The best description I've seen of what it feels like to make art
So if it's artists being referred to as pretentious, then... yeah. Artists do regularly attempt to impress by affecting greater importance, talent and culture than is actually possessed.
In fact, it's the leap you pretty much have to take to create anything. It's your foolish hope that you might go from not knowing how to do something to doing something, and then eventually doing it well enough that you might want to share it with other people.
The creative process as I've witnessed it is generally plagued by frustration, insecurity, and doubt, alternated by brief moments of pleasure in having made something you think is halfway decent, followed by having to summon ludicrous amounts of confidence in order to have to share that thing with other people, and concluding with night sweats as you wonder immediately after -- and then forever after -- whether you are a fraud and your work is terrible no matter how many people say they like it.
Hearing this is so validating I don't even know how to express it.
"Art is Pretentious* | The Art Assignment | PBS Digital Studios" [9:25]
Despite the number of hours I've put in over the last couple of years it still feels incredibly pretentious to call myself an artist.
And yet, I want to embrace that label.
I think about how the term of address for people performing at open mics and poetry slams is "poet". You do the thing, you are the thing.
re: The best description I've seen of what it feels like to make art
@starkatt a lot of other things are like this, too
@starkatt you make the glow stoles, you do the thing, therefore you are the thing :3
@starkatt what about things that arguably aren't art - are either functional, or whose primary purpose isn't actually to be art?
@starkatt Most of what I make, tbh. The Favor coins; a sauce dish and chopstick rest for my grandmother; a box I plan to make. Things whose primary purpose is not to be artistic, but to be functional, and for which the beauty or the aesthetic value is secondary.
@CoronaCoreanici It's art.
I will always advocate for a super broad definition of art.
@CoronaCoreanici Thinking that practical objects can't be expressive is a quick route to a spiritually impoverished life.
@starkatt Hm. I agree, and maybe the desire to mark what I do for a hobby as "not art" acts as something of a defense mechanism, but I think the crux of it to be that if you cut a long scratch into my sauce dish, I'd be irritated, but if you punched a hole in the bottom, I'd be truly upset. The thing's primary function isn't to be expressive, it's to serve some specific function.
@CoronaCoreanici I designed my glow fox mask to express something. The paint is chipped and starting to flake because it's not really right for that application.
I'm okay with that because the mask finds its life in being worn, and worn in settings where it may be damaged.
@CoronaCoreanici When I make a v2 I'll try to make it more robust.
But even as I wish the current version was more durable, I'm not too upset about its degradation. The wear means it's being worn.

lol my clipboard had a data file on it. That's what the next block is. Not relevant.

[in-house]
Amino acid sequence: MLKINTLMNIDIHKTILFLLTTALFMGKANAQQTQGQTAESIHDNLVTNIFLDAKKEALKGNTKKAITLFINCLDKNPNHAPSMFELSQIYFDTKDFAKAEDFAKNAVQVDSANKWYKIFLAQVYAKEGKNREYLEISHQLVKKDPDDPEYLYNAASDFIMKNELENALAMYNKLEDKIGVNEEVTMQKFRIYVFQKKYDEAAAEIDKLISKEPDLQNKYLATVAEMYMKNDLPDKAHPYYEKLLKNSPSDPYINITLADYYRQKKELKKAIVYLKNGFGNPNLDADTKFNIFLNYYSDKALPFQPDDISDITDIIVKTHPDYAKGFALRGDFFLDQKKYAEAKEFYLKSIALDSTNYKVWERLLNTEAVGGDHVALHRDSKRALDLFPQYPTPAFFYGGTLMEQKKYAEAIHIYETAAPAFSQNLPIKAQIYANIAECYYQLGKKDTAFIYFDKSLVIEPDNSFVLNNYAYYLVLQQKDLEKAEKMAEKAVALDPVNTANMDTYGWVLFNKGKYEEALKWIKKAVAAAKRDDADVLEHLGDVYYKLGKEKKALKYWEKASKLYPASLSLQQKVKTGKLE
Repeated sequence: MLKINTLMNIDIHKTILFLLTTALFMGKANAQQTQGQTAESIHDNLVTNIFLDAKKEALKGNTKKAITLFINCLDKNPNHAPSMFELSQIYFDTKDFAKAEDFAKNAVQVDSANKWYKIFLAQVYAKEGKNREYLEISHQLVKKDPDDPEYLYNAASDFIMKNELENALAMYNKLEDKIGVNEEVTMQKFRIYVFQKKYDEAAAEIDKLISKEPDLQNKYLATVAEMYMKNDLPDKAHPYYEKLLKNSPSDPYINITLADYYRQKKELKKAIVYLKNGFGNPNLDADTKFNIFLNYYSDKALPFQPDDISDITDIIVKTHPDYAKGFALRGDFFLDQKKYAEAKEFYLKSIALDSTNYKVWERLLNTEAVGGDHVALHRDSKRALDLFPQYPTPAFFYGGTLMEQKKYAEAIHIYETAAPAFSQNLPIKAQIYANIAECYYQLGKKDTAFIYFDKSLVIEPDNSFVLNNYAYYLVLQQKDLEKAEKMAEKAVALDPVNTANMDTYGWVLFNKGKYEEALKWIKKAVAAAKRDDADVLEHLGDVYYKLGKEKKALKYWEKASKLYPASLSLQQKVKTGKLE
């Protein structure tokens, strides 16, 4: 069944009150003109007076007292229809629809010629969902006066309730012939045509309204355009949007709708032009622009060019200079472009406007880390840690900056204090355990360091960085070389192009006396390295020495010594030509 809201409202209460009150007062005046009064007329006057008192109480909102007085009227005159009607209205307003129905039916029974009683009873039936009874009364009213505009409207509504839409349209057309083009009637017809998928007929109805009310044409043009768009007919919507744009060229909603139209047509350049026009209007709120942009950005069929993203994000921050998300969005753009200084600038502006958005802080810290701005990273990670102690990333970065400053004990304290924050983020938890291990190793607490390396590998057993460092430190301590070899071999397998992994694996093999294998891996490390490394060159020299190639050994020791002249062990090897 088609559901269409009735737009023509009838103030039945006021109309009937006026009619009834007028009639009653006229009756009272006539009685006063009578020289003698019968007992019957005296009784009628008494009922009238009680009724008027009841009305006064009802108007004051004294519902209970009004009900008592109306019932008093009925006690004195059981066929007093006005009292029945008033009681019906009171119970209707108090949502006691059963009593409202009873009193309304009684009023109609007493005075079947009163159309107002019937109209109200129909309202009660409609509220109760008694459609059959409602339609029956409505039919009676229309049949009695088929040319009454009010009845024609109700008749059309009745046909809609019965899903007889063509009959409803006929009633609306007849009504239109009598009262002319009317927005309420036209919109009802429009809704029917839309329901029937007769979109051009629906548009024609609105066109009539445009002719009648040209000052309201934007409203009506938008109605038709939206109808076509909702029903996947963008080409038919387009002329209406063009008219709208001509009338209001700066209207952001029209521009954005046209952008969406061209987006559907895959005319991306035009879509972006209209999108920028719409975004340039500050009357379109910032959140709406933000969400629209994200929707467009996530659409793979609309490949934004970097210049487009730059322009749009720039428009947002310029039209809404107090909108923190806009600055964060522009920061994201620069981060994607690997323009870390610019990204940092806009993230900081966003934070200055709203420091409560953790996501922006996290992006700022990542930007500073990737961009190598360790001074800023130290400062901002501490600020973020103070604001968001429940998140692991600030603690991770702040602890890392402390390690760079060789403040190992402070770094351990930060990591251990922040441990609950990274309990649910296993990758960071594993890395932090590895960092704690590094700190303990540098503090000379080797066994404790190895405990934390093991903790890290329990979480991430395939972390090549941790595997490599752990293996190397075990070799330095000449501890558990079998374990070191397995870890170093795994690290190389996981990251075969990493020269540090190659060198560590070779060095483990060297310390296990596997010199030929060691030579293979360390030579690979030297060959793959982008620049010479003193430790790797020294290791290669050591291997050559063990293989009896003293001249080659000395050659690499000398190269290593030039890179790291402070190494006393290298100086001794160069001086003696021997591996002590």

@CoronaCoreanici (oh neat you can use either meaning for either word in that last sentence and it works.)
Consider a lump of clay shaped like a person. If you remove its nose, the statue remains, even if the clay has changed. Mash it up, and the clay is the same, even though the statue is gone.
@starkatt @Aradia I guess the other part of this is, tbh, my gut emotional reaction to it. If I considered the Favor coins to be art, I'd hate them, because they're not perfect. There are blatantly obvious hideous flaws in them. But they do what I need them to and they're pretty enough, in a rough way, so I'm more or less fine.
@starkatt @Aradia I think this is why I had to become a mathematician. if I might flatter myself a little, I've got a pretty finely tuned aesthetic sense, but basically no technical skill, and if I had to spend my time making something *wrong*, something *imperfect*, and then putting it into the world, I'd scream myself to death.
@Aradia @starkatt But if I do math for a living, everything is perfect in some way - either perfectly correct or perfectly wrong. A statement can be used to prove 1 = 2, or it can't. And if there's a minor blemish on my instantiation of Something True, then at least near no one else can even start to see it.
agreeing at length
there's a quote my dad copied out of "The Poet's Handbook" (1980) by Judson Jerome that I really like in this way:
It helps to stop worrying about what you /are/ and concentrate on what you /do./ If you think of a poet as a person with some special qualifications that come by nature (or divine favor), you are likely to make one of two mistakes about yourself. If you think you've got what it takes, you may fail to learn what you need to know in order to use whatever qualities you may have. On the other hand, if you think you do not have what it takes, you may give up too easily, thinking it is useless to try. A poet is someone --- you, me, anyone --- who writes poems. That question out of the way, now we can learn to write poems better.
@starkatt well uh... why not artisan or craftswoman as alternative terms?
@starkatt you absolutely are an artist. Creator 💙
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